unusually eagerly by way of political compromise.
Or perhaps it is because of a fear that the EU's greater distance
(compared to Member States) to the subjects of its rules make it prone to adopt inadequate regulation.
instead, or furthermore, be a reaction to the sustained Eurosceptic myth creation in some Member States alleging a
rule sickness in the EU. Another explanation may simply be that the EU is, because of its regulatory mandate and its
core responsibility to create an internal market, the main locus for market regulation in Europe, thereby inevitably
inviting the scrutiny of those subject to these rules.
Whatever the reasons for its enduring prominence in EU policymaking, the EU Better Regulation Agenda is not
a passing fad, and much more than some inconspicuous soft law policy initiative, as also the recent Commission
Communication ‘Better Regulation—Taking Stock and Sustaining our Commitment’
illustrates. In the words of Com-
mission Vice-President Frans Timmermans: ‘[b]etter regulation is now embedded in the DNA of European decision
Indeed, over the past decades, it has become a semi-permanent feature of the EU legal and political land-
scape. It has become increasingly institutionalised, by means of the creation of independent bodies such as the Regu-
latory Scrutiny Board and inter-institutional agreements. The EU legislative process is increasingly conditioned by it,
through Better Regulation's requirements of ex ante and ex post evaluation, the way it structures and informs the
Commission's exercise of its monopoly on legislative initiative, and in its application to the Parliament and Council in
their capacity as the European Legislator. It has become an important instrument in the CJEU's judicial review of EU
legislation, and even if the Court has confirmed that the EU institutions are not always obliged to carry out an impact
assessment, it has also stated that they are a ‘step in the legislative process that, as a rule, must take place if a legisla-
tive initiative is liable to have significant economic, environmental or social implications’.
This means that it has a
profound constitutional impact. As such, it is curious that in terms of general EU legal scholarship, Better Regulation
is still somewhat overlooked
and seems to remain largely the purview of scholars of ‘regulation’. This is regrettable,
because without an understanding of Better Regulation's intricacies, one cannot fully understand the contemporary
EU legislative process, and without an analysis of its position in (and impact on) the EU legal and political order, one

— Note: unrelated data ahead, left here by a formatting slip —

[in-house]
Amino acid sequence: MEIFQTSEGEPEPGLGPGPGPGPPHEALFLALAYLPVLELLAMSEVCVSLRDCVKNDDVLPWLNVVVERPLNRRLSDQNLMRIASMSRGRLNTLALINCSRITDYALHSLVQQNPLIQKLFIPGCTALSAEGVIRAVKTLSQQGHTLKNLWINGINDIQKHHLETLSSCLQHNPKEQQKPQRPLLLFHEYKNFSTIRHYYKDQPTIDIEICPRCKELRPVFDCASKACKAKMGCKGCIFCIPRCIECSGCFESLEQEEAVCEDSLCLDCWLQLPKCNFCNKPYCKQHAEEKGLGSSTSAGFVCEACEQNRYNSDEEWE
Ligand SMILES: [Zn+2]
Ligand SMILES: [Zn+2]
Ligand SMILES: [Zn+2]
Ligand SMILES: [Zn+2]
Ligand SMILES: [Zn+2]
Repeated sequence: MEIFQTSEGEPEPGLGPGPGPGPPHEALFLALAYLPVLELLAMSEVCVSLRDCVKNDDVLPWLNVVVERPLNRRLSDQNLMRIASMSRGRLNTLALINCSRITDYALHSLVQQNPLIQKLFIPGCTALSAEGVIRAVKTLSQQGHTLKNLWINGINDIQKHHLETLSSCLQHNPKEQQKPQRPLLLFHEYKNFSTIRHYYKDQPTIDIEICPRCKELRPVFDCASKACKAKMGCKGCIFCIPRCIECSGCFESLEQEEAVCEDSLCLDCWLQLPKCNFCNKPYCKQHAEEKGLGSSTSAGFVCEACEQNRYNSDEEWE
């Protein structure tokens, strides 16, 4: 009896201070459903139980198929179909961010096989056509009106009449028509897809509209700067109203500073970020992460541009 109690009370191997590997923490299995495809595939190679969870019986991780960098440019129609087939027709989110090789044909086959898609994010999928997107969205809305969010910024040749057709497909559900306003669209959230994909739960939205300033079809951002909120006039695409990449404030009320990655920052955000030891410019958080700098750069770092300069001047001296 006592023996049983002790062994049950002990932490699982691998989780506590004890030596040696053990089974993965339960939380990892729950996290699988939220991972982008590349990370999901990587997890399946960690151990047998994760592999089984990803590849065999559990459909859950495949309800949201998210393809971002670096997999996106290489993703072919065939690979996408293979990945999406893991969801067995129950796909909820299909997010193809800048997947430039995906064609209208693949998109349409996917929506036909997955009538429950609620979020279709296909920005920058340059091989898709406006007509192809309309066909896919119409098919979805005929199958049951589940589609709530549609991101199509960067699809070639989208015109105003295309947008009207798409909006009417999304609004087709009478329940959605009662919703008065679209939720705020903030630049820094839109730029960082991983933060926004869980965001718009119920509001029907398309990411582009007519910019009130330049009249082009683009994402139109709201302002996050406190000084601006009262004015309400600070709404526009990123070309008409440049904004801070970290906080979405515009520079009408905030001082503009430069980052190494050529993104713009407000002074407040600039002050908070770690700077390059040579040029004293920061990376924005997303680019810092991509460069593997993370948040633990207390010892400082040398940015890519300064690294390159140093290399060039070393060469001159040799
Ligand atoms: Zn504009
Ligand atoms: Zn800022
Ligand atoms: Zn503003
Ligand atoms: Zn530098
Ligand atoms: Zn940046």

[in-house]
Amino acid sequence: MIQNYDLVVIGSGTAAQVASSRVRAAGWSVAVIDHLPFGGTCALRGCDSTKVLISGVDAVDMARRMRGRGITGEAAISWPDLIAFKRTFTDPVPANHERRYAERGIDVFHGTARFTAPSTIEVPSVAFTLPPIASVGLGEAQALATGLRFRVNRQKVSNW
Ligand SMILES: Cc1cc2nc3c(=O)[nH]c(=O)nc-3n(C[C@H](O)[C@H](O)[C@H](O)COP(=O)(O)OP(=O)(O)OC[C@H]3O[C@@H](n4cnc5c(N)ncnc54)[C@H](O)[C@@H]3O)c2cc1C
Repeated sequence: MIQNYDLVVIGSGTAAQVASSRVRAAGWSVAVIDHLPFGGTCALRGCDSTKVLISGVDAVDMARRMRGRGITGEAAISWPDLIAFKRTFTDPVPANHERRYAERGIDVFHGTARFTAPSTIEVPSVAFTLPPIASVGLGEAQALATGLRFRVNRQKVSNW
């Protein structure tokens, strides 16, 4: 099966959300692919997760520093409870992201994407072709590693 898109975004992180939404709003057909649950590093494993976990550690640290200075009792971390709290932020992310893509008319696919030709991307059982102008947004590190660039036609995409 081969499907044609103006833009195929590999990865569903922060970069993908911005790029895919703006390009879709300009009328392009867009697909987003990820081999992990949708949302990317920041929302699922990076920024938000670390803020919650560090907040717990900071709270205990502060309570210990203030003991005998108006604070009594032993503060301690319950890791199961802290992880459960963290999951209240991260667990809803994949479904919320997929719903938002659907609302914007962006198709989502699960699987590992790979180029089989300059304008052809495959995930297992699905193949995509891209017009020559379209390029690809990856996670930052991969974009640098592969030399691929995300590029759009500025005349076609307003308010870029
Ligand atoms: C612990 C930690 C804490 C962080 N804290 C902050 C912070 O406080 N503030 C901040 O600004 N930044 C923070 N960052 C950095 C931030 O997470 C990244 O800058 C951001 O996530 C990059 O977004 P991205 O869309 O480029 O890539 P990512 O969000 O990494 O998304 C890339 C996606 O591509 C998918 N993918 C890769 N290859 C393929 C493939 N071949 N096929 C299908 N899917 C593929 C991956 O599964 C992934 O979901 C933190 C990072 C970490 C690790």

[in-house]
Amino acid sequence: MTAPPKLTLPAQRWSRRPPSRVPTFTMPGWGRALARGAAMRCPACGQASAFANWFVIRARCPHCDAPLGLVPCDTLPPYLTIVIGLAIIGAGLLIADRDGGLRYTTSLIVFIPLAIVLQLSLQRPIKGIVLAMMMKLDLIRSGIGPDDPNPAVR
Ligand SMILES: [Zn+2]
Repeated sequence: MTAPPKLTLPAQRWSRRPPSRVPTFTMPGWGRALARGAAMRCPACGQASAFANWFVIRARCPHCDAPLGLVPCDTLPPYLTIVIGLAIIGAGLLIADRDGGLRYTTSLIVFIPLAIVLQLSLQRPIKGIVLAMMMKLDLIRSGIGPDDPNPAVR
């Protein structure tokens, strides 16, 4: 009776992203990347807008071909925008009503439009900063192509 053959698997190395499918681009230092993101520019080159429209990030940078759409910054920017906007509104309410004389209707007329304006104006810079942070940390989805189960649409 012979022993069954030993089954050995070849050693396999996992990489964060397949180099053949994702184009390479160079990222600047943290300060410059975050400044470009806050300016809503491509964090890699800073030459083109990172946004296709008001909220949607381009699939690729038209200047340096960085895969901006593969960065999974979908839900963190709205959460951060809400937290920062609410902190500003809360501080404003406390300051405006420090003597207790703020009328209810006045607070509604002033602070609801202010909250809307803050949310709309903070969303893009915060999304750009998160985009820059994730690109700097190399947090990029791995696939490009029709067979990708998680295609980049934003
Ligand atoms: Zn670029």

cannot fully understand the merits and risks of Better Regulation.
This article considers that one particularly useful analytical tool to unpack some of those legal and political intri-
cacies is to subject the Better Regulation Agenda to its own central methodology of impact assessment. Indeed, it is
not entirely clear whether this important measure itself passes the test that it imposes on other EU (legislative)
action. Furthermore, as the Better Regulation Agenda itself would contend, such a structured analytical assessment
is particularly useful to reveal the conceptual shortcomings, slippages and contradictions in a complex policy file,
such as Better Regulation. It should be clarified from the outset that a full, empirical and pluri-disciplinary impact
assessment lies beyond the scope of this single legal paper. Instead, therefore, we will seek to apply the core analyti-
cal model that can be distilled from Better Regulation's methodology, to tease out the various legal and political nar-
ratives that inform the Agenda and to understand how they interact. As such, this article will analyse (i) whether
there is a clear definition of the problems that the EU Better Regulation seeks to address as well as the evidence
base for the existence and extent of these problems, (ii) whether Better Regulation more effectively responds to
those problems than any alternative options, and (iii) what the costs, benefits and broader impacts of the (current
implementation of) the Agenda may be. This analysis is facilitated by the recent stocktaking exercise undertaken by
This is a main concern with ‘cooperative’federal systems such as the EU, see: M. Greve, ‘Against Cooperative Federalism’(2002) 70 Mississippi Law
Journal, 557. On the EU's cooperative federalist nature, see R. Schütze, From Dual to Cooperative Federalism—The Changing Structure of European Law
(Oxford University Press, 2009).
As Halberstam notes, ‘smaller jurisdictions can be more effective because local decision makers have a better grasp of the relevant local facts than would
actors at the central level of governance’.D. Halberstam, ‘Federalism: A Critical Guide’(2011) University of Michigan Public Law Working Paper No. 251, 15.
Commission Communication, ‘Better Regulation—Taking Stock and Sustaining our Commitment’,COM (2019) 178.
European Commission, ‘Better Regulation Principles: At the Heart of the EU's Decision-making Process’,IP/19/2117, Press Release of 15 April 2019.
Case C-482/17, Czech Republic v. European Parliament and Council of the EU, ECLI:EU:C:2019:1035, paras. 83–84.
There are, of course, notable exceptions, such as (non-exhaustively) M. Dawson, ‘Better Regulation and the Future of EU Regulatory Law and Politics’
(2016) 53 Common Market Law Review, 1209–1236; the various contributions in the special issue on Better Regulation of European Public Law (2011) 17;
S. Weatherill, Better Regulation (Hart Publishing, 2007); and the various contributions in S. Garben and I. Govaere (eds.), The EU Better Regulation Agenda: A
Critical Assessment (Hart Publishing, 2018).